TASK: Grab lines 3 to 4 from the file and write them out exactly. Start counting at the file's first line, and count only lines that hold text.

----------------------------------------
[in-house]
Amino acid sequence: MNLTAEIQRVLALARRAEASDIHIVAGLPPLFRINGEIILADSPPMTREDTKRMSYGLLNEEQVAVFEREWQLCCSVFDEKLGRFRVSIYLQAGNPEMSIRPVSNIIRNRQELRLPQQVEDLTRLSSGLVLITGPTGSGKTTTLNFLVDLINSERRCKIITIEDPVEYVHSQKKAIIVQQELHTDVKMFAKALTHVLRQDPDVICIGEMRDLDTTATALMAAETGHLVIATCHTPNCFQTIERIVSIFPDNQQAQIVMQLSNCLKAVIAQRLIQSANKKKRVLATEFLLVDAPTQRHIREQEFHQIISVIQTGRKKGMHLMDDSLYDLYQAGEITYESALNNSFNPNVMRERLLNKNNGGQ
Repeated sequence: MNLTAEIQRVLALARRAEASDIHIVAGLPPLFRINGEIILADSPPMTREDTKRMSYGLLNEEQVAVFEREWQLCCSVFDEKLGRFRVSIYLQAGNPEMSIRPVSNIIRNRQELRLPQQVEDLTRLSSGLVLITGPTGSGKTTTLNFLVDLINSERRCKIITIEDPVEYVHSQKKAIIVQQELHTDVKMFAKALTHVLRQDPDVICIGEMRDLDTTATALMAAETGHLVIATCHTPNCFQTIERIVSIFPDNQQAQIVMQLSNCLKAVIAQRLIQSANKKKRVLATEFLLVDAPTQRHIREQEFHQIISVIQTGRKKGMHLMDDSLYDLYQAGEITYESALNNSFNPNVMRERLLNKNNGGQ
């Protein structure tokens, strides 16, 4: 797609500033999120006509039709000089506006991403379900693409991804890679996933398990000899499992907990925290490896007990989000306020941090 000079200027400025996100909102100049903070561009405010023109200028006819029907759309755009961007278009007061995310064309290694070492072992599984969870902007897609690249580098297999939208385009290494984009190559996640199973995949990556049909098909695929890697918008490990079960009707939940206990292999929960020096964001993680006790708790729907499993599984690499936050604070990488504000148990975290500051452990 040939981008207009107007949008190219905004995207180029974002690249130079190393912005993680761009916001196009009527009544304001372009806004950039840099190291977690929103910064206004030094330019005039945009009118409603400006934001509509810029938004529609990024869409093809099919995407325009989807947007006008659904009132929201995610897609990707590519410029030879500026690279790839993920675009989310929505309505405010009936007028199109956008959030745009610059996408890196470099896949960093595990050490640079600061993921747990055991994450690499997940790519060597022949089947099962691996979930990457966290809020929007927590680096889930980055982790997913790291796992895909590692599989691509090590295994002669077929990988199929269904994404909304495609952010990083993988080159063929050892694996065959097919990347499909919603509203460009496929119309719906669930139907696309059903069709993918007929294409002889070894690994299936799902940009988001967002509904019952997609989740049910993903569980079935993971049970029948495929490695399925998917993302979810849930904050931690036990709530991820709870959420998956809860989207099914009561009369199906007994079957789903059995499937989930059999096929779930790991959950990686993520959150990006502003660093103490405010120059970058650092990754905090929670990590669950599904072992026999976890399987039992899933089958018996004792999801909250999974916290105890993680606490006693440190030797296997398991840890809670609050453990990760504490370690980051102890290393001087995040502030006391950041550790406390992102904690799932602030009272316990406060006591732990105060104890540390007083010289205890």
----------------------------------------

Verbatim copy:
Repeated sequence: MNLTAEIQRVLALARRAEASDIHIVAGLPPLFRINGEIILADSPPMTREDTKRMSYGLLNEEQVAVFEREWQLCCSVFDEKLGRFRVSIYLQAGNPEMSIRPVSNIIRNRQELRLPQQVEDLTRLSSGLVLITGPTGSGKTTTLNFLVDLINSERRCKIITIEDPVEYVHSQKKAIIVQQELHTDVKMFAKALTHVLRQDPDVICIGEMRDLDTTATALMAAETGHLVIATCHTPNCFQTIERIVSIFPDNQQAQIVMQLSNCLKAVIAQRLIQSANKKKRVLATEFLLVDAPTQRHIREQEFHQIISVIQTGRKKGMHLMDDSLYDLYQAGEITYESALNNSFNPNVMRERLLNKNNGGQ
């Protein structure tokens, strides 16, 4: 797609500033999120006509039709000089506006991403379900693409991804890679996933398990000899499992907990925290490896007990989000306020941090 000079200027400025996100909102100049903070561009405010023109200028006819029907759309755009961007278009007061995310064309290694070492072992599984969870902007897609690249580098297999939208385009290494984009190559996640199973995949990556049909098909695929890697918008490990079960009707939940206990292999929960020096964001993680006790708790729907499993599984690499936050604070990488504000148990975290500051452990 040939981008207009107007949008190219905004995207180029974002690249130079190393912005993680761009916001196009009527009544304001372009806004950039840099190291977690929103910064206004030094330019005039945009009118409603400006934001509509810029938004529609990024869409093809099919995407325009989807947007006008659904009132929201995610897609990707590519410029030879500026690279790839993920675009989310929505309505405010009936007028199109956008959030745009610059996408890196470099896949960093595990050490640079600061993921747990055991994450690499997940790519060597022949089947099962691996979930990457966290809020929007927590680096889930980055982790997913790291796992895909590692599989691509090590295994002669077929990988199929269904994404909304495609952010990083993988080159063929050892694996065959097919990347499909919603509203460009496929119309719906669930139907696309059903069709993918007929294409002889070894690994299936799902940009988001967002509904019952997609989740049910993903569980079935993971049970029948495929490695399925998917993302979810849930904050931690036990709530991820709870959420998956809860989207099914009561009369199906007994079957789903059995499937989930059999096929779930790991959950990686993520959150990006502003660093103490405010120059970058650092990754905090929670990590669950599904072992026999976890399987039992899933089958018996004792999801909250999974916290105890993680606490006693440190030797296997398991840890809670609050453990990760504490370690980051102890290393001087995040502030006391950041550790406390992102904690799932602030009272316990406060006591732990105060104890540390007083010289205890």